Oyster Toadfish (Opsanus tau) 
Bottom-dwelling fish up to 1 foot long with wide-gaping jaws armed with sharp teeth; sharp spines on dorsal fin; omnivorous feeders that eats small crabs, mollusks, and small fish; makes distinct sounds including foghorn calls during mating and loud grunts to express annoyance or fear; males guard eggs and young fry in dark, secluded places, including oyster reef crevices, rocks, old cans and bottles.  

Small, secretive fish up to 2 inches long; abundant but with solitary habit; prominent eyes set close together on top of head; males guard eggs laid inside of dead oyster shells; feed on worms and small crustaceans; three species common in Chesapeake Bay include naked goby (Gobiosoma bosci), seaboard goby (Gobiosoma ginsburgi) and the green goby (Microgobius thalassinus).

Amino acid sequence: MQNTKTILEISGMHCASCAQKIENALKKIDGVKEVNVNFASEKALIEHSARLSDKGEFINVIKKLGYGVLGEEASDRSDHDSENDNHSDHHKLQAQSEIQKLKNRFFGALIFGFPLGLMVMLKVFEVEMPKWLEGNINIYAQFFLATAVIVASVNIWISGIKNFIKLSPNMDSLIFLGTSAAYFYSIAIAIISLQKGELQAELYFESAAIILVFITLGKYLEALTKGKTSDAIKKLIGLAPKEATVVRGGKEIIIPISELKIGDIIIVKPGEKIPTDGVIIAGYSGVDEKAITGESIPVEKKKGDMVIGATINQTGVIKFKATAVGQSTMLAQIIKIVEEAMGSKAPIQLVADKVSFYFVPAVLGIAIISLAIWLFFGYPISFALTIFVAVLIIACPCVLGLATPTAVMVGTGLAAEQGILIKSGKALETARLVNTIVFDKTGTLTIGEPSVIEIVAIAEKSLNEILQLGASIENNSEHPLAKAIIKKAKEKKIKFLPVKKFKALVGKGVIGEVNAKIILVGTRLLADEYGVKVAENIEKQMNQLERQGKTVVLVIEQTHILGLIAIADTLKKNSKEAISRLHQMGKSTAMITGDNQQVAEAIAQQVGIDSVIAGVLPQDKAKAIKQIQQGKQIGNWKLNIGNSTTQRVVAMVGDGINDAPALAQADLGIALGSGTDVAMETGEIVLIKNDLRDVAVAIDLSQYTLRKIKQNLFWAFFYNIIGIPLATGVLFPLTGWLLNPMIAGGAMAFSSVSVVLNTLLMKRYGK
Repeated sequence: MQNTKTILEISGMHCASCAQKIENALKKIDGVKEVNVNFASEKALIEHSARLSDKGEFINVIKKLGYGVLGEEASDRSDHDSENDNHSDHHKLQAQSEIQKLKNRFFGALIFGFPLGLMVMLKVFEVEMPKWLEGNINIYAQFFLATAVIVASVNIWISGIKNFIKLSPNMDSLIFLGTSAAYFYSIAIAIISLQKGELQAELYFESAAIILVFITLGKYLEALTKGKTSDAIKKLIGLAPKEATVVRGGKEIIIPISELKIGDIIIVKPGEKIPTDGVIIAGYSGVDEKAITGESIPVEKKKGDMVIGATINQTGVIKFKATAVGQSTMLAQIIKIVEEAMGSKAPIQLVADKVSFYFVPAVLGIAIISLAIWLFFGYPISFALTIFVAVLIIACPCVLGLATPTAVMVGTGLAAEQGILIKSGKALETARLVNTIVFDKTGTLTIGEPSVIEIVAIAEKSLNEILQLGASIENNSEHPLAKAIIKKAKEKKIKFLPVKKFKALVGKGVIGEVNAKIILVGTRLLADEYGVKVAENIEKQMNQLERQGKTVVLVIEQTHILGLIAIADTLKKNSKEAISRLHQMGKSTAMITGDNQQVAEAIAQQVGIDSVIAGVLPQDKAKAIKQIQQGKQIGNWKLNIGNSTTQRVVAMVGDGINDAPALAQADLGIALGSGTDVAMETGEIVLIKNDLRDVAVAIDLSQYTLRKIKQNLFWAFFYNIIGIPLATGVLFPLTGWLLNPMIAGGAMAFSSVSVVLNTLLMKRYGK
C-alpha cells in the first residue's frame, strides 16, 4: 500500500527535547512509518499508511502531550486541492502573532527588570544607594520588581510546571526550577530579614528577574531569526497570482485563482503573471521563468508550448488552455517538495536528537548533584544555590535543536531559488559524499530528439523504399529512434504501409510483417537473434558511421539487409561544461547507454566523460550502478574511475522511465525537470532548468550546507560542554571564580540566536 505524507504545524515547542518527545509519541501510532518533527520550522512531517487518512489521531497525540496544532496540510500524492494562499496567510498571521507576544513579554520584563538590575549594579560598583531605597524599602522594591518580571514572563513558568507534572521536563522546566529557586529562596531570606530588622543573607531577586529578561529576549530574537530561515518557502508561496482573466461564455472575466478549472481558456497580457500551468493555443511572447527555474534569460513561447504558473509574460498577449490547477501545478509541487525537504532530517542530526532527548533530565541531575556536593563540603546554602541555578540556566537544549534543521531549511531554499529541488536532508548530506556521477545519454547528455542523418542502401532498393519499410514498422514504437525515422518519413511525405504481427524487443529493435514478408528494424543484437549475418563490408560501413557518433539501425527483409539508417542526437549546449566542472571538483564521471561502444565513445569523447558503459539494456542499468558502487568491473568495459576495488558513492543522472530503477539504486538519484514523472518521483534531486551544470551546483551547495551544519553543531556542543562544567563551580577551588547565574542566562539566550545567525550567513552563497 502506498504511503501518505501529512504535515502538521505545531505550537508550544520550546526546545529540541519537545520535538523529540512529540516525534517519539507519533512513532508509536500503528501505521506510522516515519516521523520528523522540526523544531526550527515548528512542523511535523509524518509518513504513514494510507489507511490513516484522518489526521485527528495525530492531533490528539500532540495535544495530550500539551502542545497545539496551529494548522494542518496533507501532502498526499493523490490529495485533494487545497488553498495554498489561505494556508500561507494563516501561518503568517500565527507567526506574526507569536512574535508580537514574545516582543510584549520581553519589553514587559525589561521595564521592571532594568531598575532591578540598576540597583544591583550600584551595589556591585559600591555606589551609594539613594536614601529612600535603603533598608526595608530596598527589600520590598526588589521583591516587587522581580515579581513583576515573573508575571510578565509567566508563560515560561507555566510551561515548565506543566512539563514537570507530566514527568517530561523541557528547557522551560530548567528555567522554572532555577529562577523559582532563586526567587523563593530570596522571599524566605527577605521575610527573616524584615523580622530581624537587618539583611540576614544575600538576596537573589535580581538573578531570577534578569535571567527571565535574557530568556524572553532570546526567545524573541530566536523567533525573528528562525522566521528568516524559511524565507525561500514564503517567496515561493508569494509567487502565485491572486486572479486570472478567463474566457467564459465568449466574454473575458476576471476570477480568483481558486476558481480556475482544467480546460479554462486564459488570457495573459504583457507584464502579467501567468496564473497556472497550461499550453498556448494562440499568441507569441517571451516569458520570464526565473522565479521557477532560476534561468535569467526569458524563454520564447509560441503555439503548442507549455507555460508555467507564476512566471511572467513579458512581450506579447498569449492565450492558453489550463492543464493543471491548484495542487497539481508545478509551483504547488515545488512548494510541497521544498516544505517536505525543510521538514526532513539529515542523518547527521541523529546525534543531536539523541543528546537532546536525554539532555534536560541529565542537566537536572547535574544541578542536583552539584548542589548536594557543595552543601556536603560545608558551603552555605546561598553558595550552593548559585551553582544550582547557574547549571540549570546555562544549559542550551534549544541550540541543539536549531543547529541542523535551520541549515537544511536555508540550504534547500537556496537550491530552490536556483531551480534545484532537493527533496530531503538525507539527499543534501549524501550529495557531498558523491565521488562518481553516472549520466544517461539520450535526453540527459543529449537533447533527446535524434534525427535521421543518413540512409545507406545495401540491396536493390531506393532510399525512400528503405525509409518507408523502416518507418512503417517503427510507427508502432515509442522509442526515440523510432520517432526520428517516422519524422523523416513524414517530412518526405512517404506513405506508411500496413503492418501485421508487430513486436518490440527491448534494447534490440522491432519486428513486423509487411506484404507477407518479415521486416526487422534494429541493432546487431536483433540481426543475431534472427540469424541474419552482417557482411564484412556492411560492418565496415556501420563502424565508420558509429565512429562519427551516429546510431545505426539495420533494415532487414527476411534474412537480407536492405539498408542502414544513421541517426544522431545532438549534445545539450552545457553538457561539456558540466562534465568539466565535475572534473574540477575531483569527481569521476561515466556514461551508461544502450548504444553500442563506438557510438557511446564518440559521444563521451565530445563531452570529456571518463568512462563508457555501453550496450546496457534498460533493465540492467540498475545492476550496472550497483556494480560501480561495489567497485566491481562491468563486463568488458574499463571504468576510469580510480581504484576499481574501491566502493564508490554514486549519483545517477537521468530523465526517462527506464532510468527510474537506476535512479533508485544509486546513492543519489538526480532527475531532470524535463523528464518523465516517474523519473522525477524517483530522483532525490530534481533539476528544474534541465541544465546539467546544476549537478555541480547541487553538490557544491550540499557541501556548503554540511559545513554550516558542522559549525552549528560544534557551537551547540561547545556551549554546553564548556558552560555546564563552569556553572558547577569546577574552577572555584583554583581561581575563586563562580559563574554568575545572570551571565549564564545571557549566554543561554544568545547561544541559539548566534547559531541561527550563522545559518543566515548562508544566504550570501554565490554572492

Similar to Gobies in size and behavior except more brightly colored; striped blenny (Chasmodes bosquianus) and feather blenny (Hypsoblennius hentz) occur in Chesapeake Bay; feed on small mollusks and crustaceans; males aggressively guard eggs laid inside empty oyster shells.
Skilletfish (Gobiesox strumosus) 
Small frying pan-shaped body up to about 3 inches in length; also called oyster cling-fish with a large suction disk on the underside of the body used to cling to oyster shells or rocks; evenly speckled with brown provides camouflage in oyster reef habitat.

Read More Animals of the Intertidal Sand and Mud Flats (a glance)